Heart Failure Sites of Care

A discussion on the optimal sites of care for patients with heart failure and how differing locations may alter treatment access.

Jaime Murillo, MD: Another good question is about the site of care where patients are first treated or first diagnosed for heart failure. Unfortunately, the hospital is usually the place where we find that patients have heart failure, either reduced or preserved. That provides another opportunity. I’m going to mention something that I have not said before, which is that we need to be better at preventing heart failure, either a new-onset diagnosis or exacerbation. We can talk about that later, but right now, the fact is that patients are put in the ED [emergency department], but there are also alternative sites like infusion sites where you can do IV [intravenous] diuretics without having to admit a patient. That has been a bit of—I don’t want to use the phrase gaming the system, because trying to prevent readmission is valid and fair. We can do a better job before we even have to take someone to an infusion center and prevent them from getting to that point. That’s an opportunity.

Obviously, for those who have access to care in the office with a brick-and-mortar approach where there’s a group that says, “I’m going to take ownership of this group of patients with heart failure,” that’s a very successful approach. I would also argue that it’s not scalable. We don’t have enough capacity to keep bringing patients to the office on a regular basis every time that is needed. There is a huge opportunity from that standpoint, and that’s why I talk about the digital access to make sure we monitor those patients, make sure they comply with the medications, and make sure they have access to providers when they have questions. If you ask me what the ideal site of care is, I would say it’s the home.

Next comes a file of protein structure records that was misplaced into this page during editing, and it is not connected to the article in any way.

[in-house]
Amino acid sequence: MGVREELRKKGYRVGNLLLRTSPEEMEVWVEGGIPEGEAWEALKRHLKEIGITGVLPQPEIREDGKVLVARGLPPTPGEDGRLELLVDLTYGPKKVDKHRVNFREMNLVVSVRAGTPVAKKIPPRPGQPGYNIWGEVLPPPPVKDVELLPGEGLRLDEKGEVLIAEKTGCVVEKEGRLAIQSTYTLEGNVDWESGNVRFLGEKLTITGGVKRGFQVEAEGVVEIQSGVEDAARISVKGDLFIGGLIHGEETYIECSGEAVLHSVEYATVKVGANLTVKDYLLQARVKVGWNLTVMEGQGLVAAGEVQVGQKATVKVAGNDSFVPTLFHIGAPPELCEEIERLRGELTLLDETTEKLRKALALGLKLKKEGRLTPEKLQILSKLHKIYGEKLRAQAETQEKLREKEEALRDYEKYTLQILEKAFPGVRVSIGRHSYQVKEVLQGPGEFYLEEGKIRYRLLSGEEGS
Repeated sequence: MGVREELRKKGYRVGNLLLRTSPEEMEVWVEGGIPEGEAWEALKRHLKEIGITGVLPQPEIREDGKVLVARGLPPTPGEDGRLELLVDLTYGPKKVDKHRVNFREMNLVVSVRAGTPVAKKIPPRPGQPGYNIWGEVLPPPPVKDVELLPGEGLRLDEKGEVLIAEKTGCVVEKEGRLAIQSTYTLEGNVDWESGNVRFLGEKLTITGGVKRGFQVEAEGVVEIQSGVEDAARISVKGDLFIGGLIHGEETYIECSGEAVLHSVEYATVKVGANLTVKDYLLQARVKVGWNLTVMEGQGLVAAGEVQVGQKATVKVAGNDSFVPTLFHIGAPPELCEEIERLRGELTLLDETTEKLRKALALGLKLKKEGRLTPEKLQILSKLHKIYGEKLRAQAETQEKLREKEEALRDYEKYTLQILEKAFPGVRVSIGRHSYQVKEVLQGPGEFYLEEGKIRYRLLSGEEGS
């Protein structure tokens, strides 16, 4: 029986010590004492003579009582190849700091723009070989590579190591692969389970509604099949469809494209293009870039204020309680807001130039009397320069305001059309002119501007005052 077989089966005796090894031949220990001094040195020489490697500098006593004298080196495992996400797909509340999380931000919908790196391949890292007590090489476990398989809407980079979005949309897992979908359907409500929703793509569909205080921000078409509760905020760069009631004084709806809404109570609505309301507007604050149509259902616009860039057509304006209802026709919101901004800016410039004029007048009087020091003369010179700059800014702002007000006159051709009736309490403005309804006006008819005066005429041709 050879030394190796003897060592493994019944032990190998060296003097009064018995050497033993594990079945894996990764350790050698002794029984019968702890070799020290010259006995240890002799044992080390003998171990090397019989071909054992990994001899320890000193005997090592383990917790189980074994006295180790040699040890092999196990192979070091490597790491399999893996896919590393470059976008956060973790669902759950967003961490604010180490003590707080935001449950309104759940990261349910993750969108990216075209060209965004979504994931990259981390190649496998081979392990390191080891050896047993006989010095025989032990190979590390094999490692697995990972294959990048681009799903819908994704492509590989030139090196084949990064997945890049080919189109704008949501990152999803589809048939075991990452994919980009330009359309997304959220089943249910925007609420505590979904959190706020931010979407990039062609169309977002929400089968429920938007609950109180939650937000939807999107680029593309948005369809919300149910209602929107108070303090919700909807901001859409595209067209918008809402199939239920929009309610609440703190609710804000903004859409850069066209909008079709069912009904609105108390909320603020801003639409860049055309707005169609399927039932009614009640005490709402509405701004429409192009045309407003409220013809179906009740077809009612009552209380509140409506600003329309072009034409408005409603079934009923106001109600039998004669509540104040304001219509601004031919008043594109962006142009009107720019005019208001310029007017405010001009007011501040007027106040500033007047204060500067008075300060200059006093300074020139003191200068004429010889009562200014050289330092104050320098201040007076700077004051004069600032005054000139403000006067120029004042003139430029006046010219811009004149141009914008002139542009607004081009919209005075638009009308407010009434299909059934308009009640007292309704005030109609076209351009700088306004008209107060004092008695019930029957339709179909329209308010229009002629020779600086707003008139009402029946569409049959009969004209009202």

In general, in heart failure you can make the argument that this doesn’t necessarily affect the medications, except for places where they may have formulary restrictions. For the agents that we call the “$4-a-month medications,” this is not an issue. The patients have access to them, and they will benefit from them. For newer medications, there may be a limitation in terms of whether the formulary or hospitals offer that, and that’s whether there’s a class effect. Not everybody recognizes this on the health plan side. We have been proactive, to be honest, in terms of if we see benefits from the cardiovascular standpoint. We try to err on the side of saying, “Let’s take action and get it done” because there is a large population who could benefit, because there are enough randomized clinical trials to prove the benefit. We try to be more proactive and understand that there are economic limitations.

As a part of the P&T [pharmacy and therapeutics] committee, something that we do that you’ll be surprised to hear is that, when it comes to looking at the clinical merits of any specific medication, we never talk about money. We never say, “This is going to cost us X or Y.” I’m not going to say that it’s not talked about at our organization [United Health Care], because it’s obviously part of the health plan planning. But when it comes to making clinical decisions around formularies, we strictly base it on the existing literature and guidelines.

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